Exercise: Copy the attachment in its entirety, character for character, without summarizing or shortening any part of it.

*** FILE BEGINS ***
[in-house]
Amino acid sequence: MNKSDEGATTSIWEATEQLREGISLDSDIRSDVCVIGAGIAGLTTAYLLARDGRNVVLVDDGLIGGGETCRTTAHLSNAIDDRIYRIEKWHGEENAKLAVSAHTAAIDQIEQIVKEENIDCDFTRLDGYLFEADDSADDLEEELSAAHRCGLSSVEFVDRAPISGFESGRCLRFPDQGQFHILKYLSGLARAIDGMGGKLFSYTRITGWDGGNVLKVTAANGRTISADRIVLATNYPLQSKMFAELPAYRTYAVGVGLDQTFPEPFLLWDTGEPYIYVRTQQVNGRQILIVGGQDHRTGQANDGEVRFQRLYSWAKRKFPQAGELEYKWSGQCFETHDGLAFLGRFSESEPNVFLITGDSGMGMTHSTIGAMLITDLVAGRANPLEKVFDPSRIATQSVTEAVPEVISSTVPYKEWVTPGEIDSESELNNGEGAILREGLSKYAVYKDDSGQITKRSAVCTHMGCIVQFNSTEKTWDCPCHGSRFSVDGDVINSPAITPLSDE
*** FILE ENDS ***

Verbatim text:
[in-house]
Amino acid sequence: MNKSDEGATTSIWEATEQLREGISLDSDIRSDVCVIGAGIAGLTTAYLLARDGRNVVLVDDGLIGGGETCRTTAHLSNAIDDRIYRIEKWHGEENAKLAVSAHTAAIDQIEQIVKEENIDCDFTRLDGYLFEADDSADDLEEELSAAHRCGLSSVEFVDRAPISGFESGRCLRFPDQGQFHILKYLSGLARAIDGMGGKLFSYTRITGWDGGNVLKVTAANGRTISADRIVLATNYPLQSKMFAELPAYRTYAVGVGLDQTFPEPFLLWDTGEPYIYVRTQQVNGRQILIVGGQDHRTGQANDGEVRFQRLYSWAKRKFPQAGELEYKWSGQCFETHDGLAFLGRFSESEPNVFLITGDSGMGMTHSTIGAMLITDLVAGRANPLEKVFDPSRIATQSVTEAVPEVISSTVPYKEWVTPGEIDSESELNNGEGAILREGLSKYAVYKDDSGQITKRSAVCTHMGCIVQFNSTEKTWDCPCHGSRFSVDGDVINSPAITPLSDE